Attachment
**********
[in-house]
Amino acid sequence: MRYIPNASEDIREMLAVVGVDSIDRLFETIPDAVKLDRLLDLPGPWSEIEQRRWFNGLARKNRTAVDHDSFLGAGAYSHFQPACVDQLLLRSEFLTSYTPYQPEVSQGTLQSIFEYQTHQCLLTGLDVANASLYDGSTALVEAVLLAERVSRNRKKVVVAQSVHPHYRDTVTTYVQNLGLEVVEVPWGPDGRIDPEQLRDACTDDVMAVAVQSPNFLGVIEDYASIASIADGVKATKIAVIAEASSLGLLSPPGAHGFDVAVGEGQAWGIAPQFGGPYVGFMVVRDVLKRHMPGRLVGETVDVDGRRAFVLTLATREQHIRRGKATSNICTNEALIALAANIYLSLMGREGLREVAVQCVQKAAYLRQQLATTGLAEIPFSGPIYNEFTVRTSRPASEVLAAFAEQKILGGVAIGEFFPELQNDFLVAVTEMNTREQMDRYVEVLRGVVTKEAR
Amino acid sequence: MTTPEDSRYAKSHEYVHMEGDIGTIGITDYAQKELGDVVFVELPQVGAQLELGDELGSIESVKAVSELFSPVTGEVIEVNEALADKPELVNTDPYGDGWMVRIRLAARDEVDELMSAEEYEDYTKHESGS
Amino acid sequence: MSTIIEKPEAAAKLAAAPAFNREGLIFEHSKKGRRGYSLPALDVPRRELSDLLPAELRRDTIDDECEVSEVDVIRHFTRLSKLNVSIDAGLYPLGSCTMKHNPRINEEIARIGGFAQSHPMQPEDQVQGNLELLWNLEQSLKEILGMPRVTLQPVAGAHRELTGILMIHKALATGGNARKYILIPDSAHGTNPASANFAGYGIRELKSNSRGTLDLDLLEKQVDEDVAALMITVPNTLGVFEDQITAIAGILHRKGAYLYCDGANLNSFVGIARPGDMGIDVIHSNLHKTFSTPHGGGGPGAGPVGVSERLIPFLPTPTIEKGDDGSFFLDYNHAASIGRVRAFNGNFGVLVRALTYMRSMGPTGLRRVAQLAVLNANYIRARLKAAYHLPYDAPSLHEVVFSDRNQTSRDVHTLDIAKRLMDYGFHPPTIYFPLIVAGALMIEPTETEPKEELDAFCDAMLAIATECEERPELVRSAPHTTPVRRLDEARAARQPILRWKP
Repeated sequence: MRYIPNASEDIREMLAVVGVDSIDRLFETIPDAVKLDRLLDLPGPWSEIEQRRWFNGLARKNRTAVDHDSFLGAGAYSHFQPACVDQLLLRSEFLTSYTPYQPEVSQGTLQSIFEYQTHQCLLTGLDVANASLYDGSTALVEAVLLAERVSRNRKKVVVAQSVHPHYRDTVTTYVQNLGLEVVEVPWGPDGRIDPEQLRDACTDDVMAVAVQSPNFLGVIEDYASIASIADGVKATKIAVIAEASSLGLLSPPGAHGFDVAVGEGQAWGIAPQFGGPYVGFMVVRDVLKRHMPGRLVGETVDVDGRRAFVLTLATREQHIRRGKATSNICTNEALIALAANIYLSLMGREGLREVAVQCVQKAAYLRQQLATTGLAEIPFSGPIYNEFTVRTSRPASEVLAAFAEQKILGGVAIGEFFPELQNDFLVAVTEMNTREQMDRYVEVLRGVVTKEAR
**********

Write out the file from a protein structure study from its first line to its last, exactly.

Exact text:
[in-house]
Amino acid sequence: MRYIPNASEDIREMLAVVGVDSIDRLFETIPDAVKLDRLLDLPGPWSEIEQRRWFNGLARKNRTAVDHDSFLGAGAYSHFQPACVDQLLLRSEFLTSYTPYQPEVSQGTLQSIFEYQTHQCLLTGLDVANASLYDGSTALVEAVLLAERVSRNRKKVVVAQSVHPHYRDTVTTYVQNLGLEVVEVPWGPDGRIDPEQLRDACTDDVMAVAVQSPNFLGVIEDYASIASIADGVKATKIAVIAEASSLGLLSPPGAHGFDVAVGEGQAWGIAPQFGGPYVGFMVVRDVLKRHMPGRLVGETVDVDGRRAFVLTLATREQHIRRGKATSNICTNEALIALAANIYLSLMGREGLREVAVQCVQKAAYLRQQLATTGLAEIPFSGPIYNEFTVRTSRPASEVLAAFAEQKILGGVAIGEFFPELQNDFLVAVTEMNTREQMDRYVEVLRGVVTKEAR
Amino acid sequence: MTTPEDSRYAKSHEYVHMEGDIGTIGITDYAQKELGDVVFVELPQVGAQLELGDELGSIESVKAVSELFSPVTGEVIEVNEALADKPELVNTDPYGDGWMVRIRLAARDEVDELMSAEEYEDYTKHESGS
Amino acid sequence: MSTIIEKPEAAAKLAAAPAFNREGLIFEHSKKGRRGYSLPALDVPRRELSDLLPAELRRDTIDDECEVSEVDVIRHFTRLSKLNVSIDAGLYPLGSCTMKHNPRINEEIARIGGFAQSHPMQPEDQVQGNLELLWNLEQSLKEILGMPRVTLQPVAGAHRELTGILMIHKALATGGNARKYILIPDSAHGTNPASANFAGYGIRELKSNSRGTLDLDLLEKQVDEDVAALMITVPNTLGVFEDQITAIAGILHRKGAYLYCDGANLNSFVGIARPGDMGIDVIHSNLHKTFSTPHGGGGPGAGPVGVSERLIPFLPTPTIEKGDDGSFFLDYNHAASIGRVRAFNGNFGVLVRALTYMRSMGPTGLRRVAQLAVLNANYIRARLKAAYHLPYDAPSLHEVVFSDRNQTSRDVHTLDIAKRLMDYGFHPPTIYFPLIVAGALMIEPTETEPKEELDAFCDAMLAIATECEERPELVRSAPHTTPVRRLDEARAARQPILRWKP
Repeated sequence: MRYIPNASEDIREMLAVVGVDSIDRLFETIPDAVKLDRLLDLPGPWSEIEQRRWFNGLARKNRTAVDHDSFLGAGAYSHFQPACVDQLLLRSEFLTSYTPYQPEVSQGTLQSIFEYQTHQCLLTGLDVANASLYDGSTALVEAVLLAERVSRNRKKVVVAQSVHPHYRDTVTTYVQNLGLEVVEVPWGPDGRIDPEQLRDACTDDVMAVAVQSPNFLGVIEDYASIASIADGVKATKIAVIAEASSLGLLSPPGAHGFDVAVGEGQAWGIAPQFGGPYVGFMVVRDVLKRHMPGRLVGETVDVDGRRAFVLTLATREQHIRRGKATSNICTNEALIALAANIYLSLMGREGLREVAVQCVQKAAYLRQQLATTGLAEIPFSGPIYNEFTVRTSRPASEVLAAFAEQKILGGVAIGEFFPELQNDFLVAVTEMNTREQMDRYVEVLRGVVTKEAR